Archive ScienceWatch



Martin Brand talks with and answers a few questions about this month's Emerging Research Front in the field of Biology & Biochemistry.
Brand Article: Superoxide activates mitochondrial uncoupling proteins
Authors: Echtay, KS;Roussel, D;St-Pierre, J;Jekabsons, MB;Cadenas, S;Stuart, JA;Harper, JA;Roebuck, SJ;Morrison, A;Pickering, S;Clapham, JC;Brand, MD
Journal: NATURE, 415 (6867): 96-99 JAN 3 2002
Addresses: MRC, Dunn Human Nutr Unit, Hills Rd, Cambridge CB2 2XY, England.
MRC, Dunn Human Nutr Unit, Cambridge CB2 2XY, England.
GlaxoSmithKline, Dept Comparat Genome, Harlow CM19 5AW, Essex, England.
GlaxoSmithKline, Dept Vasc Biol, Harlow CM19 5AW, Essex, England.

Why do you think your paper is highly cited?

This was the first report that directly connected an uncoupling function of mitochondrial uncoupling proteins to activation by reactive oxygen species (specifically, superoxide). It opened up a mechanistic link that also suggested physiological function, and so had an impact on two fields: uncoupling proteins and their putative roles in energy dissipation, obesity, and regulation of insulin secretion; and regulation of mitochondrial radical production, aging, and degenerative diseases. The new experimental discovery was that reactive oxygen species regulate the uncoupling function of UCPs (uncoupling proteins).

Would you summarize the significance of your paper in layman’s terms?

The brown adipose uncoupling protein (UCP1) is known to increase the dissipation of energy in cells, so in principle UCPs can cause calories to be burned, producing heat, rather than being laid down as fat. The novel UCPs (UCP2 and UCP3), which are present at low levels in many tissues, such as muscle, may or may not have the same function.

This paper showed firstly that UCP2 and UCP3, when assayed under suitable conditions, do indeed have the same uncoupling ability as UCP1, increasing the chances that they can be targeted pharmacologically to dissipate energy in muscle and elsewhere, and perhaps treat obesity and its associated conditions, such as diabetes.

Secondly, it showed that the UCPs only carried out this function when they were activated by reactive oxygen species (ROS). This was a surprise, as direct activation of uncoupling function by ROS was not previously suspected.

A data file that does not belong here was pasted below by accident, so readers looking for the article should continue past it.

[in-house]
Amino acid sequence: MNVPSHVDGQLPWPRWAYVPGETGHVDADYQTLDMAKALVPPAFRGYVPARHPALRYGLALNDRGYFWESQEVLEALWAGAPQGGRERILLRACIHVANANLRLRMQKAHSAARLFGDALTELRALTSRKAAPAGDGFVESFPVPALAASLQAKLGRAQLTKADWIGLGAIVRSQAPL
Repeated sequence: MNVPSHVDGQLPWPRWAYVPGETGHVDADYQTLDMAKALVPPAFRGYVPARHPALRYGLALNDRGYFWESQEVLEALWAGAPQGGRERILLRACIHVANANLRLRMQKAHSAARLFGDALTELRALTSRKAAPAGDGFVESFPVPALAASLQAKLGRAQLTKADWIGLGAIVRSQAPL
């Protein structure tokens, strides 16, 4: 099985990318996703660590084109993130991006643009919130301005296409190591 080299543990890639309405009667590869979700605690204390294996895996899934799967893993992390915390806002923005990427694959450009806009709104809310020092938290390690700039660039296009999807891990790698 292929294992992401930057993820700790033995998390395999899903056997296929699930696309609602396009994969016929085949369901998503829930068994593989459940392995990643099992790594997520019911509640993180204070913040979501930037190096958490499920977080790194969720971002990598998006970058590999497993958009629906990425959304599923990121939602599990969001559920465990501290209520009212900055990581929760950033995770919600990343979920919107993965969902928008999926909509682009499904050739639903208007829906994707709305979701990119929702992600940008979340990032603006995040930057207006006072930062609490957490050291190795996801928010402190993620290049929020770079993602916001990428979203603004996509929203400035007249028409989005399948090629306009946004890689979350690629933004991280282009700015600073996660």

This opened up three areas: a way to activate the proteins that might be exploitable pharmacologically; the idea that UCPs may be involved in protection against free radical damage, and so target for affecting ageing and the diseases of ageing, which may be caused or exacerbated by mitochondrial ROS production; and the possibility that ROS activation of UCPs might be part of a signalling pathway, subsequently shown to be true for glucose-stimulated insulin secretion in pancreatic beta cells, and so a potential target for anti-diabetes drugs.

How did you become involved in this research and were any particular problems encountered along the way?

We were interested in mechanisms of uncoupling, and when Dr. Karim S. Echtay (the first author on the paper) joined the lab, we decided to follow up an earlier observation by him that ubiquinone could activate UCPs in vitro. We decided to look for such activation in intact mitochondria, and in the process discovered the activation by ROS. Once the question was posed, it was relatively straightforward to characterize the effects.

Where do you see your research leading in the future?

We and others are still working out the mechanism and physiological significance of ROS activation of UCPs, and the relationships between ROS production by mitochondria, uncoupling, and ageing.

Do you foresee any social or political implications for your research?

The research opened up new potential targets for the treatment of some of the major diseases of our time: obesity, diabetes, and ageing-related degeneration.

Martin Brand
Professor of Cellular Bioenergetics
MRC Dunn Human Nutrition Unit
Cambridge, UK


2008 : April 2008 : Martin Brand